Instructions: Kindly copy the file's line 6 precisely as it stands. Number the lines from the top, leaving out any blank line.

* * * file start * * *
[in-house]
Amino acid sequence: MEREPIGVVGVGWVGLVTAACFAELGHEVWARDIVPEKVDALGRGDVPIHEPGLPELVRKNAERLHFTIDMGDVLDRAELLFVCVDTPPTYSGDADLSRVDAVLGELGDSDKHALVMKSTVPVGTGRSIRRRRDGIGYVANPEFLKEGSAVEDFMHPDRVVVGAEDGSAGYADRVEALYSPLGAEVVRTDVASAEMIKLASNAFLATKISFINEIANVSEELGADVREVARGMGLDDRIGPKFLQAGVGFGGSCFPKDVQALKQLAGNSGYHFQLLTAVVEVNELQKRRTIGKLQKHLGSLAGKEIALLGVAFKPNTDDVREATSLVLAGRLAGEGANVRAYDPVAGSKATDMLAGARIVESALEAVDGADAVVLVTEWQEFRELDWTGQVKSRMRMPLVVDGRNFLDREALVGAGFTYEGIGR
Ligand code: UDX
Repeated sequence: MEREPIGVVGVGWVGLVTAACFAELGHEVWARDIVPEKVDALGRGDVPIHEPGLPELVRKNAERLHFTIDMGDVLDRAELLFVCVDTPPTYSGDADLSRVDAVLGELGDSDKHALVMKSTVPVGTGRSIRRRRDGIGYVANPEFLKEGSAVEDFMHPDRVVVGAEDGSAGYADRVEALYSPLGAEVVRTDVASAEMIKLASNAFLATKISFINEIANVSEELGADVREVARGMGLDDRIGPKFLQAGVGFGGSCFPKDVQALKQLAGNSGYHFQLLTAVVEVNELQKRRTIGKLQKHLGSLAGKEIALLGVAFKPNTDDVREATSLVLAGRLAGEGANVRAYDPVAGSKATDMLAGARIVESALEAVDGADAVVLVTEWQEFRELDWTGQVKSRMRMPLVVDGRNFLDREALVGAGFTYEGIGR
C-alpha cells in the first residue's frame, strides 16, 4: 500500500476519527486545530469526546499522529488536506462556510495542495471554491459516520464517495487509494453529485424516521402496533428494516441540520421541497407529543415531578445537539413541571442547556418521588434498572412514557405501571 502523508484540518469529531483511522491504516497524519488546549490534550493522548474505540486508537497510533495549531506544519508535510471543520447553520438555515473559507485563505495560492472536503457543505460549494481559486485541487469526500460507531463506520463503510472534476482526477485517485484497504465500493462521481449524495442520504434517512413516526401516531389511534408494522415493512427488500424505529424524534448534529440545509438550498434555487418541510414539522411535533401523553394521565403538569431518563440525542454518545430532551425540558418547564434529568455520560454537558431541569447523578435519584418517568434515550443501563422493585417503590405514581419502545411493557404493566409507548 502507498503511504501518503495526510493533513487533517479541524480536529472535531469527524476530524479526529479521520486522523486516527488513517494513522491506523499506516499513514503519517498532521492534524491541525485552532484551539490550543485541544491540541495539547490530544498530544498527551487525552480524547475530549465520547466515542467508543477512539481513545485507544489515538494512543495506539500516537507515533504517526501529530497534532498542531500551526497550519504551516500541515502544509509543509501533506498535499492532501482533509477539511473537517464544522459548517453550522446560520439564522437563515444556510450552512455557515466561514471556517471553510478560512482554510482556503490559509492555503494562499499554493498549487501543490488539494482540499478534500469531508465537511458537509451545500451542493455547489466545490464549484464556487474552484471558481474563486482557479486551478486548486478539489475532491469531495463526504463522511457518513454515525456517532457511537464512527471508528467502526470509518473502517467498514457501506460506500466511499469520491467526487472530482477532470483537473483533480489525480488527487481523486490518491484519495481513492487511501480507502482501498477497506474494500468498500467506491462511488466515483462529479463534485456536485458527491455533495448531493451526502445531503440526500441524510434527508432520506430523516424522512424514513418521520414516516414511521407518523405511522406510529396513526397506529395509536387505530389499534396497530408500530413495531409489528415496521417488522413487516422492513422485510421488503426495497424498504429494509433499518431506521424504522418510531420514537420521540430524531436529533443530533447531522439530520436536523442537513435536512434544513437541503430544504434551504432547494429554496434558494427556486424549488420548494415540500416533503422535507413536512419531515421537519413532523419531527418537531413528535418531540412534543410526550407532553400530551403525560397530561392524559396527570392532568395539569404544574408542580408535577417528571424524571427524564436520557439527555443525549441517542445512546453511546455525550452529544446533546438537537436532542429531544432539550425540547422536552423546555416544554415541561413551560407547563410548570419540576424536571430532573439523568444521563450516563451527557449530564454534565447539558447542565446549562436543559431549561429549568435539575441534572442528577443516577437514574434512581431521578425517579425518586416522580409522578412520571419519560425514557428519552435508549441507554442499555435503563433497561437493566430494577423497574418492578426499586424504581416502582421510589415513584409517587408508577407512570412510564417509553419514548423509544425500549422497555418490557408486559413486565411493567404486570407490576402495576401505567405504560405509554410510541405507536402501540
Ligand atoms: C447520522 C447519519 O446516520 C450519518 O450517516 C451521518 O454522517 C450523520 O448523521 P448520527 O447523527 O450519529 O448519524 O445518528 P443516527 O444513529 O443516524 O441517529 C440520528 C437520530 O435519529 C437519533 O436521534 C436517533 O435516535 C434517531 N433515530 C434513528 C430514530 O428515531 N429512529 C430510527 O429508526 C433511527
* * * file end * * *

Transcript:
Ligand atoms: C447520522 C447519519 O446516520 C450519518 O450517516 C451521518 O454522517 C450523520 O448523521 P448520527 O447523527 O450519529 O448519524 O445518528 P443516527 O444513529 O443516524 O441517529 C440520528 C437520530 O435519529 C437519533 O436521534 C436517533 O435516535 C434517531 N433515530 C434513528 C430514530 O428515531 N429512529 C430510527 O429508526 C433511527